It was an honor to serve the city of Portland for eight years in the Maine Legislature. I’m proud of the work the Legislature accomplished. That said, it’s hard not to think about what we could have attained with a different leader in the Blaine House.

For eight years, Paul LePage created a state of perpetual crisis, making our work on housing, health care and climate that much more difficult. He made collaboration and bipartisan work nearly impossible.

LePage wasted opportunities to help Mainers through more investment in affordable housing, better access to health care and economic development strategies in renewable energy. Our state grew exhausted from dealing with so many of his embarrassing and harmful statements; many of these outbursts landed Maine as the butt of jokes on late-night shows. Finally, he caused real harm through his refusal to help Mainers struggling with opioid addiction or helping children access nutritious food in our schools.

Now, Paul LePage is running again with an attempt at a shiny new veneer, implying that he’s a different man, less bombastic and mellower. Come on, Maine, let’s not go back to his erratic, helter-skelter drama.

Thankfully, we don’t have to.

Janet Mills won the Blaine House convincingly in 2018 and immediately got to work repairing the trauma and damage LePage inflicted on our state.


Gov. Mills’ administration marked a return to sanity. It felt like she was reuniting our large Maine family. She built a great Cabinet, including Dr. Nirav Shah, director of the Maine Center for Disease Control and Prevention; Agriculture, Conservation and Forestry Commissioner Amanda Beal, and Health and Human Services Commissioner Jeanne Lambrew. She opened and rebuilt relationships with our state employees and the Legislature. She listened and was open to all of our ideas.

On housing, Gov. Mills was able to undo years of LePage’s unnecessary obstruction with the stroke of a pen. Beyond that, she has gone on to enact the single largest investment in affordable housing in the state’s history in 2020 – followed up by even more funding in 2022, including $22 million for emergency housing relief to unhoused people in Portland. She also signed into law one of the most innovative zoning reform laws in the nation, designed to ease the state’s housing crunch.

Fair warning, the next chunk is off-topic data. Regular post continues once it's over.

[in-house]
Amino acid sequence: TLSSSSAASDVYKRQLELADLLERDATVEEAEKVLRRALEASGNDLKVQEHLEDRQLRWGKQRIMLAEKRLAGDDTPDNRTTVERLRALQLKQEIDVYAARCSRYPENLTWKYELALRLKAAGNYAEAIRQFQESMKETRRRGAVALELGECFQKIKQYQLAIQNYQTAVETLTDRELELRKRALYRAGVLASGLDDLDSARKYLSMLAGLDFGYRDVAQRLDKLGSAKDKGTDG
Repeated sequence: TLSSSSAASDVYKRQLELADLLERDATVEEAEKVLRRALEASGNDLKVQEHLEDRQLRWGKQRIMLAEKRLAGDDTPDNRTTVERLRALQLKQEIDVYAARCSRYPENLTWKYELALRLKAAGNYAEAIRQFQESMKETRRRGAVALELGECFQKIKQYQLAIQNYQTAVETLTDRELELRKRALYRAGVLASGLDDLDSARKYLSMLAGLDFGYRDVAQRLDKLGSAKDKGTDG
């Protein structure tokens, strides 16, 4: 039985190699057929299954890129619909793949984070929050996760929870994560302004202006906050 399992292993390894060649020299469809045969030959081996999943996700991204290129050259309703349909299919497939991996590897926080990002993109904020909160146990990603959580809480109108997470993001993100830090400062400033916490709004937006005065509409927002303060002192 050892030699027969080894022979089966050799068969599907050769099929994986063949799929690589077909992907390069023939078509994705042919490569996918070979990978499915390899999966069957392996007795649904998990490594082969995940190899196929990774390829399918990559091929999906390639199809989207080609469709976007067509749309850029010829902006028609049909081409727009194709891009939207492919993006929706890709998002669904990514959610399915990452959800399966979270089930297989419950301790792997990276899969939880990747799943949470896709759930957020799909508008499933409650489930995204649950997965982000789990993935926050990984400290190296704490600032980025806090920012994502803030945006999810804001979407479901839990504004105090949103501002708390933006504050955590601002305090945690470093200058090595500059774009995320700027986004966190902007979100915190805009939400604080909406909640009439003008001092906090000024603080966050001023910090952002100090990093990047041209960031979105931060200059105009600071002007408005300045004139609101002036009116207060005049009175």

On health care, Gov. Mills expanded access to more than 90,000 Mainers, in stark contrast to LePage blocking health care access for years of his tenure.

After LePage spent eight years attacking and defunding public education, Gov. Mills became the first Maine governor to ever meet the state’s obligation to provide 55 percent of school funding in the state.

And after LePage declared war on LGBTQ+ Mainers by supporting the cruel practice of so-called “conversion therapy,” Gov. Mills signed into law a ban on the practice, and oversaw several additional changes to make Maine a more inclusive state.

LePage’s campaign strategy relies on Mainers forgetting the eight years of chaos and mismanagement to which he subjected the state. Well, let me remind you what his policies mean for Mainers: In 2013, Paul LePage proposed a $400 million property tax increase to pay for his tax cuts for the wealthiest Mainers.

His failure of leadership was underscored by tantrum-throwing and threatening to veto every piece of legislation sent to his desk until he got his way.

If the definition of insanity is repeating the same thing and expecting different results, then we have no reason to believe giving LePage a third term won’t drag us right back to the chaos that was the hallmark of his tenure.

Fortunately, we have a tremendous leader to re-elect. Gov. Mills is someone we can trust, we can be proud of, someone who is working to move our state forward and ensure Maine is a place for all Mainers. This November, we can’t go back to the mismanagement of Paul LePage. We must choose thoughtful, collaborative leadership by re-electing Gov. Mills.

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